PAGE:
Will Selling My Home affect my ability to receive Supplemental Security Income (SSI) Benefits?
Can I Sell My Home While Receiving SSI Benefits?
The big question I get is whether a claimant can sell their house and still continue to keep their supplemental security income aka SSI benefits. The answer is Yes, but its complicated. SSI is available to disabled adults and children who need income assistance or to individuals over the age of 65 with less than $2,000 in the bank or $3000 if married. Selling a home and moving in with a family member could affect your SSI eligibility as it would likely put you over the $2000 limit. Knowing how to manage additional income, such as the monies received after selling a home, is crucial to maintaining your SSI benefits.
If you must sell your home, this is what you need to know in order to keep your SSI benefits.
After the sale of your home, you have three (3) months to buy a new home. Its important that when buying a new home, you buy a home of equal or higher value to what you sold your current home for. This would help avoid you having more than $2000 in your bank account.
If, in that three (3) month period, you buy a new house and have less than $2,000 in the bank, you will retain your SSI benefits.
However, if in that three (3) month period, you fail to buy a new house, the monies you received off the sale of your home, that exceeds $2000 (or $3000 if married), will negate your SSI eligibility for each month that your assets exceed the amount permitted.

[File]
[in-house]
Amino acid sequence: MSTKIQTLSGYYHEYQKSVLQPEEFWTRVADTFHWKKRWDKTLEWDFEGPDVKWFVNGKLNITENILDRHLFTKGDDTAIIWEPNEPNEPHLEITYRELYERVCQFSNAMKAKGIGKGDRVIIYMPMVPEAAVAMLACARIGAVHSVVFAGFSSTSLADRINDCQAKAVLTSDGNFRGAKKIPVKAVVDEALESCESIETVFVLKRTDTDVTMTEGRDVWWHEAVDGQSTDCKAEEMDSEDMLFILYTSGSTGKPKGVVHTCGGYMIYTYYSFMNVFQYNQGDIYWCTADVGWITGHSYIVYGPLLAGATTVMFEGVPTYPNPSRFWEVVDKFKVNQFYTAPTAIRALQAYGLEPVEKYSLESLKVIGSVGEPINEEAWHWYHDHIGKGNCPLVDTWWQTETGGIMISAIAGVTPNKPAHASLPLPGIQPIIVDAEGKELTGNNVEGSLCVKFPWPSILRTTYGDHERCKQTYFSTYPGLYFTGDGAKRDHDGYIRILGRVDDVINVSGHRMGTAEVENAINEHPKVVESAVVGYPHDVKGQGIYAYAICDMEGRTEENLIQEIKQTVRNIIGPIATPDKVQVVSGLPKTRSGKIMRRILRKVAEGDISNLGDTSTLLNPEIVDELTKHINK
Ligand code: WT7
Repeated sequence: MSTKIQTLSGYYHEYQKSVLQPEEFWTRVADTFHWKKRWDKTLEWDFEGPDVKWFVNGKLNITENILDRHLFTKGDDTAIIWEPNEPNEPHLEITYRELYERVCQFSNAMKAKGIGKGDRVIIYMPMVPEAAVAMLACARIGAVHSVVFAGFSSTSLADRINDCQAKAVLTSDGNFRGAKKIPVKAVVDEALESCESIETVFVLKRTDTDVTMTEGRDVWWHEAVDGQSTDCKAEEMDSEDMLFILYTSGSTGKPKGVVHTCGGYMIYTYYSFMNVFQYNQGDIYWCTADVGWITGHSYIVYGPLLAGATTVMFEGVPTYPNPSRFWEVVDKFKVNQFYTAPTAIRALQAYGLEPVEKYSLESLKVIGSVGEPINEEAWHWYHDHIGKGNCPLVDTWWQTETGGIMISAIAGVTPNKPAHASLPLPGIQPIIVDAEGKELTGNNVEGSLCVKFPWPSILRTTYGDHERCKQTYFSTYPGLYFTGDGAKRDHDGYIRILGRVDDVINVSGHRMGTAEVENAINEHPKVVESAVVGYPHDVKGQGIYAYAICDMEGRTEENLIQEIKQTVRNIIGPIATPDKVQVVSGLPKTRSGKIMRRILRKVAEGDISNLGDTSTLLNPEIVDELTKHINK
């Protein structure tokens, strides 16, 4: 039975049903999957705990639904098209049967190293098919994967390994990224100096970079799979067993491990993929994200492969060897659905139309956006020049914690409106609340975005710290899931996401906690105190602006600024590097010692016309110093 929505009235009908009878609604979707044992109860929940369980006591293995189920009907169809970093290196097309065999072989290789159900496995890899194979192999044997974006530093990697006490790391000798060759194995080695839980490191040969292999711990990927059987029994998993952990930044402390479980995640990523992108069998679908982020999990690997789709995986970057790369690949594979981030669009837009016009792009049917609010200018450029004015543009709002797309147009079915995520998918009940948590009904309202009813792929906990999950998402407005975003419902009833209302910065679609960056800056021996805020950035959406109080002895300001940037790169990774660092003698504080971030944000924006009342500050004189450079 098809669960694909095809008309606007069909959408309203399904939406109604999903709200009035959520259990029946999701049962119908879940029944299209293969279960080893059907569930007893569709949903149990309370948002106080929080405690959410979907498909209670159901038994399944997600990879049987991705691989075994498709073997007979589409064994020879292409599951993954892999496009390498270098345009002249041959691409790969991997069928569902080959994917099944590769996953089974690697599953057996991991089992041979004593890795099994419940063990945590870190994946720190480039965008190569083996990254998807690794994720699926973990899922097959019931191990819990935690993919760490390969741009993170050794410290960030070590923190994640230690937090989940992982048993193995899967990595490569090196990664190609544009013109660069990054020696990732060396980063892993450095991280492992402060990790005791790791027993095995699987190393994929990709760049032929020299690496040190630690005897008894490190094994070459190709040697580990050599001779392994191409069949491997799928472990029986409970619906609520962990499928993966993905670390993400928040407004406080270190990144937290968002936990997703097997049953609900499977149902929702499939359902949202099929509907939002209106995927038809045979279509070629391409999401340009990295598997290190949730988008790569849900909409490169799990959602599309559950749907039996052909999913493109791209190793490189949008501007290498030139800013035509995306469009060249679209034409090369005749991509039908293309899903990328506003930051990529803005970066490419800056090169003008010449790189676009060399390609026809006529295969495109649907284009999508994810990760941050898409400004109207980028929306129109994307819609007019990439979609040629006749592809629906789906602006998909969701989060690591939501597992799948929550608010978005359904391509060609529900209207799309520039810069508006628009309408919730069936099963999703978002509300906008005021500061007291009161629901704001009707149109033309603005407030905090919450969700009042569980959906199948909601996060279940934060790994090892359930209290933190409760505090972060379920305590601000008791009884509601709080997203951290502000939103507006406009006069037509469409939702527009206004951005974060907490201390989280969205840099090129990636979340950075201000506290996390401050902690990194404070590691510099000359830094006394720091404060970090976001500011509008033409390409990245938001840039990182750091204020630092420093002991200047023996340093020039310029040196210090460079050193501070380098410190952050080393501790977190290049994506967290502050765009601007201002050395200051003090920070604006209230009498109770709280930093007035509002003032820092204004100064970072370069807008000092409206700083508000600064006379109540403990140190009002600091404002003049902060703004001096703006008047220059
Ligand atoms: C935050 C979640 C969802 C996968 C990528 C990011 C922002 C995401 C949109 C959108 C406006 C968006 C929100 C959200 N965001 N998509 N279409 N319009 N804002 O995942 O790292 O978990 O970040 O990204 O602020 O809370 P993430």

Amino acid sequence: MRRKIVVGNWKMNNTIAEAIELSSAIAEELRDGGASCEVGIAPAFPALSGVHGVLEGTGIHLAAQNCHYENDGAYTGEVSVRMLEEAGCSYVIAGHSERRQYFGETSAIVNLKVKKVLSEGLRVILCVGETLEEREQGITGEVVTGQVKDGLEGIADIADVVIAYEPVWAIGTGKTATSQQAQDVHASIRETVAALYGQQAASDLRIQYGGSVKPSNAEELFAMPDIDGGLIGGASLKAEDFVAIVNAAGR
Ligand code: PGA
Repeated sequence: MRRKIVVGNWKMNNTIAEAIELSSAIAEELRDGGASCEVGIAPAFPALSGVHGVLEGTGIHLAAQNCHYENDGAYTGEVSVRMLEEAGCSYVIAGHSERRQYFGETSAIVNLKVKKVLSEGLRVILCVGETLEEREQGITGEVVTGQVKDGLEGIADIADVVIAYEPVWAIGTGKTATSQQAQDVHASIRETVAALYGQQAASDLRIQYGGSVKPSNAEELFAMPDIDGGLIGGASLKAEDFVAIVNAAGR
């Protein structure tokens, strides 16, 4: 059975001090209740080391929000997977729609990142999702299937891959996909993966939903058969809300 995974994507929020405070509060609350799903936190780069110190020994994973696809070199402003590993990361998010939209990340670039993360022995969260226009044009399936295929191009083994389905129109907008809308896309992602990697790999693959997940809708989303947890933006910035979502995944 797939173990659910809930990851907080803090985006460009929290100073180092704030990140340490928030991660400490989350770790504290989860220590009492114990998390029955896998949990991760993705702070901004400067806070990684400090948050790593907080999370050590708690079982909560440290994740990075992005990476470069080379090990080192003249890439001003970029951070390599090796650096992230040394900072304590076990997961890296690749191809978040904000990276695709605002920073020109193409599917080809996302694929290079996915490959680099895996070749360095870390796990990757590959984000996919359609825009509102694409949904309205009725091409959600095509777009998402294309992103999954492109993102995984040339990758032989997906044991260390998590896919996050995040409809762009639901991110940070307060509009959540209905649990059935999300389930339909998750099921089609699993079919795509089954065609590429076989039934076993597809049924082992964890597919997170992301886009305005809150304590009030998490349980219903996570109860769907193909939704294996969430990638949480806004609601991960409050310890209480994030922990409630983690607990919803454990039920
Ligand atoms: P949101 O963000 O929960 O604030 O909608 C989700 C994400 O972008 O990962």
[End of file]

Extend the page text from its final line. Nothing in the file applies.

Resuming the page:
If your SSI benefits are ceased, in order to reinstate your SSI benefits, you will likely need to “spend down,” the funds that exceed $2000 (or $3000 if married). You will continue to spend down your monies until you have no more than $2,000. Keep in mind that you cannot spend down your money on anything you want. Its best to consult with an experienced lawyer on what you should spend your money on. Social Security will require a record of what was purchased with the proceeds of your home. So spending money at your local bar is a No No.
In addition, you normally have 12 months in which to “Spend Down” funds and apply for reinstatement of SSI benefits. Transferring or gifting money to a family member is not allowed. If you do not properly allocate funds within those 12 months, you may have to start from scratch and file an SSI claim all over again and meet all the requirements that come with it.
Its always best to consult with experienced legal counsel on this matter as they can advise you of the best option available for your circumstance.